"The system's role should be to help the driver, but the way this technology is deployed it's the other way around," said Jake Fisher, Consumer Reports' senior director of auto testing in an emailed statement. "It's incredibly nearsighted. It doesn't appear to react to brake lights or turn signals, it can't anticipate what other drivers will do, and as a result, you constantly have to be one step ahead of it."
While Tesla's ordinary Autopilot system helps to keep a car in its lane and maintain a safe following distance behind other cars, Navigate on Autopilot promises to do much more. With Navigate on Autopilot, a car can automatically change lanes and turn onto on-ramps and off-ramps as it follows a route from the car's navigation system . It can also change lanes to pass slower-moving cars. This level of automation is available as a setting that the driver can select.
When Consumer Reports tested Navigate on Autopilot, the car frequently changed lanes too close to other cars and sometimes passed cars in ways that violated traffic laws, the consumer group said.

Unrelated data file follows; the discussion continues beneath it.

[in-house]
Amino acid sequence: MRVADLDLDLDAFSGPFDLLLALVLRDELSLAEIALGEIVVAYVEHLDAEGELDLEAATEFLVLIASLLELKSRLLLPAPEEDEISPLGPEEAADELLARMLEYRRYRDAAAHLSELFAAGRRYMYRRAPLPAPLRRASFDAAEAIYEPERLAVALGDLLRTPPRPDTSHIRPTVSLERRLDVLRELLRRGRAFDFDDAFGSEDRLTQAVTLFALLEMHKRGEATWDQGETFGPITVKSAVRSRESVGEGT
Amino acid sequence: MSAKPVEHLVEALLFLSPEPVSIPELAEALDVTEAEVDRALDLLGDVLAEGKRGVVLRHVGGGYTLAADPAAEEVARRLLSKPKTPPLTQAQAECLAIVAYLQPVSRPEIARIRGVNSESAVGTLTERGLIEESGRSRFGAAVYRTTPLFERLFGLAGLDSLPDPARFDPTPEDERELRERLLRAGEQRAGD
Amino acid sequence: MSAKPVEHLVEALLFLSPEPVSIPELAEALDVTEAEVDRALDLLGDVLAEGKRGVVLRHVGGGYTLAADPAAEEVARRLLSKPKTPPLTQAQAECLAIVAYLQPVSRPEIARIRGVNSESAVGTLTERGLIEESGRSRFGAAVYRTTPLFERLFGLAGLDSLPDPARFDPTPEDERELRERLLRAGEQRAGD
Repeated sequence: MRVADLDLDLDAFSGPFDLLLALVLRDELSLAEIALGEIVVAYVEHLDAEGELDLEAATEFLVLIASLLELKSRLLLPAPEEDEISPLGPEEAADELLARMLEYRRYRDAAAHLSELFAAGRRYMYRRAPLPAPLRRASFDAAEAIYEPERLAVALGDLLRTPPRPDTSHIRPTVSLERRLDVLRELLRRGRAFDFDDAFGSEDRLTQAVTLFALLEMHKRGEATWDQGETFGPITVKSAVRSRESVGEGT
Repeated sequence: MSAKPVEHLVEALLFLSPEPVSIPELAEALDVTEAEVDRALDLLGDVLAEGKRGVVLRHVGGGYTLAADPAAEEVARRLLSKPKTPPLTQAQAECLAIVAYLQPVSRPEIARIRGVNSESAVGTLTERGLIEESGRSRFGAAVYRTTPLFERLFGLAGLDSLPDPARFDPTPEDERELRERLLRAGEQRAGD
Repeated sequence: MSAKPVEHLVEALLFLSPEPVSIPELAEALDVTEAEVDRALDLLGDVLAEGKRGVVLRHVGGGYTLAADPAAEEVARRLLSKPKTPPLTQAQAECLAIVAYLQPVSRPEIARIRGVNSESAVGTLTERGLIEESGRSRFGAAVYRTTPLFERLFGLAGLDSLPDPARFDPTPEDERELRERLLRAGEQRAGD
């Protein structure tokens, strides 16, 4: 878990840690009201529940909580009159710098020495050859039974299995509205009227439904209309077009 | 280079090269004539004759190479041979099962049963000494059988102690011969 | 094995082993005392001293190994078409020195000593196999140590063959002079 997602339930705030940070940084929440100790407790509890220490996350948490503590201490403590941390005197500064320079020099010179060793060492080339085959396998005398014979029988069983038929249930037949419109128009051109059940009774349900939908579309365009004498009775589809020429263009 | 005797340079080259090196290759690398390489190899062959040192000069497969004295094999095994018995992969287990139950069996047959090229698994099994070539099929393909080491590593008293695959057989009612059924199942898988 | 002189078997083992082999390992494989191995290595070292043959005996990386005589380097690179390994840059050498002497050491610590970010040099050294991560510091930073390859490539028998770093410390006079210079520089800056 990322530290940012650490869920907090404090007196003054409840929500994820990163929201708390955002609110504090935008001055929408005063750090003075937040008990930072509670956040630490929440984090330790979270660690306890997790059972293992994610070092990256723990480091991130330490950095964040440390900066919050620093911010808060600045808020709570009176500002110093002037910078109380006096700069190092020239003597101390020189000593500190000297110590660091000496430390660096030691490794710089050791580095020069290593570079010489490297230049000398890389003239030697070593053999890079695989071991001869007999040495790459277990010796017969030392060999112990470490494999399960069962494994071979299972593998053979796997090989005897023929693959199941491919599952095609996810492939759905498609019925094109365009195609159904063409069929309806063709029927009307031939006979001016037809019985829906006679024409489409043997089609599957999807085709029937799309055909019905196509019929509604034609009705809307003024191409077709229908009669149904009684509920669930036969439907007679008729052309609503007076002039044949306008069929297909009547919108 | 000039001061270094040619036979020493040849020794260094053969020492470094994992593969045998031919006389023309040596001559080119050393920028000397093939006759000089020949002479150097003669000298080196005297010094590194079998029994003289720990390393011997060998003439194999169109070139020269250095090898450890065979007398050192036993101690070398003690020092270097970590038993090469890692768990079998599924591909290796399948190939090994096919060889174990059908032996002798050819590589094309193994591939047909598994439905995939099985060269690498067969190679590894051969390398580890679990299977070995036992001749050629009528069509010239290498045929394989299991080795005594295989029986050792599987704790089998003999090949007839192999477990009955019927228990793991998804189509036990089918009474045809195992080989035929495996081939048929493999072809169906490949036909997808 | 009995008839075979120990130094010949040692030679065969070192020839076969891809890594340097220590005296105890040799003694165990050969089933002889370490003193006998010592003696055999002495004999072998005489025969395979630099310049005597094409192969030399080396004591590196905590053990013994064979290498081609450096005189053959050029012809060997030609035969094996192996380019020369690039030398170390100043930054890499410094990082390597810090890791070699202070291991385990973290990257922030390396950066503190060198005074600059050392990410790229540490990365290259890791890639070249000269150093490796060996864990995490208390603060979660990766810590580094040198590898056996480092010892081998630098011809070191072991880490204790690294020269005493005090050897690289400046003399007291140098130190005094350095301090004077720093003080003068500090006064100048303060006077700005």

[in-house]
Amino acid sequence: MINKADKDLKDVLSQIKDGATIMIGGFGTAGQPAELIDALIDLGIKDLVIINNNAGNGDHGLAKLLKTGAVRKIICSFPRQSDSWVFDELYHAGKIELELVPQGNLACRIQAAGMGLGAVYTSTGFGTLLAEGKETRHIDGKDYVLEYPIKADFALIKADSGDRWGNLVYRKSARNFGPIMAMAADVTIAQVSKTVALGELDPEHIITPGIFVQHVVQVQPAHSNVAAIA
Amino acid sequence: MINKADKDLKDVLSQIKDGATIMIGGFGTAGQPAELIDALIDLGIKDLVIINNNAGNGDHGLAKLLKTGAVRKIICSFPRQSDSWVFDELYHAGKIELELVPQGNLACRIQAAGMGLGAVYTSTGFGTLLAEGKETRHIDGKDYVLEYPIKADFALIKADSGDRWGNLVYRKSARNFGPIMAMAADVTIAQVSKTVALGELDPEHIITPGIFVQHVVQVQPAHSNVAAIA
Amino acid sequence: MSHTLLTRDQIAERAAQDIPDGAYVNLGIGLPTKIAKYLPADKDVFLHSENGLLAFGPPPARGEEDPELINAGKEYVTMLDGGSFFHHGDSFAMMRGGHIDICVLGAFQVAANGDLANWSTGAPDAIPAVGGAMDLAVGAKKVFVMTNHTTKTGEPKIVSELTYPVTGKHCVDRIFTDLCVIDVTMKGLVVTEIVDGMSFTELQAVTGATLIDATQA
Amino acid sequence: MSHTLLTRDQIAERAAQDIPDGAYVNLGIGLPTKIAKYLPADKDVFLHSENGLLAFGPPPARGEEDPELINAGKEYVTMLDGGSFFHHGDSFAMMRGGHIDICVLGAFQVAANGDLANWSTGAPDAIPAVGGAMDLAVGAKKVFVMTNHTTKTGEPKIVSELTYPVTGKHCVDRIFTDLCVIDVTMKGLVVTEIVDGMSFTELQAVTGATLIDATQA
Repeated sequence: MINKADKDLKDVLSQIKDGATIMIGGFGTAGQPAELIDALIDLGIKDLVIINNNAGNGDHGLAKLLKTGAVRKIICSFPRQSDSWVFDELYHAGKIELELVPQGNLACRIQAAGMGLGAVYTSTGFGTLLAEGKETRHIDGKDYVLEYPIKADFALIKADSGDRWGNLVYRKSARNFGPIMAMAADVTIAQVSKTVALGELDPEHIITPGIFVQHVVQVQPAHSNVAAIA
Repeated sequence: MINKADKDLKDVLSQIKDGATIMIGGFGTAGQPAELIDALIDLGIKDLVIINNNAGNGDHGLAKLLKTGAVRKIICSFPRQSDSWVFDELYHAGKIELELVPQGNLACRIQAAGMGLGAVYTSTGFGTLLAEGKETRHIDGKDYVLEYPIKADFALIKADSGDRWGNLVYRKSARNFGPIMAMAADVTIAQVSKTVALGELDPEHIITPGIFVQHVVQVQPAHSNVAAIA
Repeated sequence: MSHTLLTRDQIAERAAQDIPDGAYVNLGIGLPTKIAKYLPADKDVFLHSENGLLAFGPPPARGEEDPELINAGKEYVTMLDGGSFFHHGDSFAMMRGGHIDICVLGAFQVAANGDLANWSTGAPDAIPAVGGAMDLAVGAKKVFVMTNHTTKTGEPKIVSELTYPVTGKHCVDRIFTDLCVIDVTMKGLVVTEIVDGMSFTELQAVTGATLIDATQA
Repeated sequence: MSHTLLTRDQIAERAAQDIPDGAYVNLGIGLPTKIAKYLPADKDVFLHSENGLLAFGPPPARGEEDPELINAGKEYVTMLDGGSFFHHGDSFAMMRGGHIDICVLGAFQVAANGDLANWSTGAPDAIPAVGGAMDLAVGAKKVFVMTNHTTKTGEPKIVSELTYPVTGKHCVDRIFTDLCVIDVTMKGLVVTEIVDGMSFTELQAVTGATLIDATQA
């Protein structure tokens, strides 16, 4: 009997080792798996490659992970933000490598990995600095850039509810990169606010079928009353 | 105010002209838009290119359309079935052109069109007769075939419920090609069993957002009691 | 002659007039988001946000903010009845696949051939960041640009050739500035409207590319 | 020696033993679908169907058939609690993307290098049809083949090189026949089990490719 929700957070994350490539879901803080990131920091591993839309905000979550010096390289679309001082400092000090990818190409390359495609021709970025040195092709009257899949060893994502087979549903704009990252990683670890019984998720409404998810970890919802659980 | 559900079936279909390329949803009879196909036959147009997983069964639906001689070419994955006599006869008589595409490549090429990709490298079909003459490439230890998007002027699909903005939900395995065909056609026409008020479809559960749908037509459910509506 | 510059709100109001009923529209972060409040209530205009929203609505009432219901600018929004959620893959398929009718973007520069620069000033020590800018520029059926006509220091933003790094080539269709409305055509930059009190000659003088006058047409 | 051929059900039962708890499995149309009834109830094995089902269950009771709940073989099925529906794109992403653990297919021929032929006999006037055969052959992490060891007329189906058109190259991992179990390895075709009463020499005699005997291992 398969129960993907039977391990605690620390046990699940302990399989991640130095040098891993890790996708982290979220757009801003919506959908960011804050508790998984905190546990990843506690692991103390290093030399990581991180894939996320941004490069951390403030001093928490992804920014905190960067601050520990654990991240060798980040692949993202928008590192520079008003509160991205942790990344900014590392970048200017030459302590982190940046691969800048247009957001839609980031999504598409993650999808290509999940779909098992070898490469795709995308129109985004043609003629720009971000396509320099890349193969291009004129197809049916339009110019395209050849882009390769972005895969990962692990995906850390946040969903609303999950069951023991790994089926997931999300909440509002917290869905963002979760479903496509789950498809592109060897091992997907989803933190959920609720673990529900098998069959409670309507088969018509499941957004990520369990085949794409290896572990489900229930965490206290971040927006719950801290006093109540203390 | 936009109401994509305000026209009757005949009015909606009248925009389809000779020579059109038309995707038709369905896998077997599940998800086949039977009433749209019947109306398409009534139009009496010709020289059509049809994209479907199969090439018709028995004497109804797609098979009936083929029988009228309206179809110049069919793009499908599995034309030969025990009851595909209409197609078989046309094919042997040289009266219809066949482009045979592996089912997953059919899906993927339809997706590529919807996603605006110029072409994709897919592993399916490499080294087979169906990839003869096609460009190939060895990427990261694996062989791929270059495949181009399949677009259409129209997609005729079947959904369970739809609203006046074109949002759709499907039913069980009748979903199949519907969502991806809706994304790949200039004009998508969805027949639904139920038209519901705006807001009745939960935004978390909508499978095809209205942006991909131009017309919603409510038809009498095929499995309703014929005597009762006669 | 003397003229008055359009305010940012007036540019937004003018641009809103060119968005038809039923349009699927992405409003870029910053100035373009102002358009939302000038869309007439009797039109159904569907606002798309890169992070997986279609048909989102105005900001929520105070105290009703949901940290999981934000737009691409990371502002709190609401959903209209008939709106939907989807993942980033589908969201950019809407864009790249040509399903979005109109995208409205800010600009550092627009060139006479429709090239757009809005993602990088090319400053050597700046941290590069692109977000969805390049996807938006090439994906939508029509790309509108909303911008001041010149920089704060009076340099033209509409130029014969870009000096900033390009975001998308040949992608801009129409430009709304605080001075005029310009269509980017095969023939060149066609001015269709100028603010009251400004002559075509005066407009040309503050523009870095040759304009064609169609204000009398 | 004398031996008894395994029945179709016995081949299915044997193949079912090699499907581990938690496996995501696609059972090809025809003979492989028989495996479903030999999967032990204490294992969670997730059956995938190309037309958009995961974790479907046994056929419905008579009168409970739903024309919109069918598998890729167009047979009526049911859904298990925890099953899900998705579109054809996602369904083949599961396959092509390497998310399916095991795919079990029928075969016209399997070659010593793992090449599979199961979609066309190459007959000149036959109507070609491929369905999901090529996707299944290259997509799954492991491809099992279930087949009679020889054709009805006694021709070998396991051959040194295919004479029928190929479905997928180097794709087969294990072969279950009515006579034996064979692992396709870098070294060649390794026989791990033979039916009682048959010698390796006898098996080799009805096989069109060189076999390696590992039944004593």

"The Navigate on Autopilot driver-assist feature overpromises and under-delivers, with lives on the line," David Friedman, vice president of advocacy at Consumer Reports, said in a statement.
The system only works on limited access highways where there are no intersections, and a driver's hands must be on the steering wheel during any lane change maneuvers. Drivers must turn the system on when on a highway and can select to control when lane changes and other maneuvers occur. Drivers are also alerted before the car begins to change lanes and can stop any maneuver once it begins.
Besides being included as an option on new Tesla cars, the latest version of Navigate on Autopilot was provided as a software update to many existing Teslas in April. Cars need to be equipped with appropriate sensors and cameras for the system to work.
Millions of miles have been safely driven using the feature, Tesla told CNN Business in an email. Future updates will be made to further improve its performance, as has been done with other Tesla technology, the company said.
Consumer Reports has criticized Tesla in the past for not doing enough to ensure drivers are paying attention while using its driver assistance system.
Drivers are presented with a warning message when turning on Navigate on Autopilot, noting that "You must continue to keep your hands on the wheel and monitor the vehicle's surroundings." The system will not work if drivers take their hands off the wheel for long periods of time.
Other automakers, like General Motors, use cameras to actively monitor a driver's face and eyes to ensure they are turned toward the road while driver assistance systems are in use. Consumer Reports has given GM's Cadillac Super Cruise system its highest ranking for these sorts of driver assistance systems.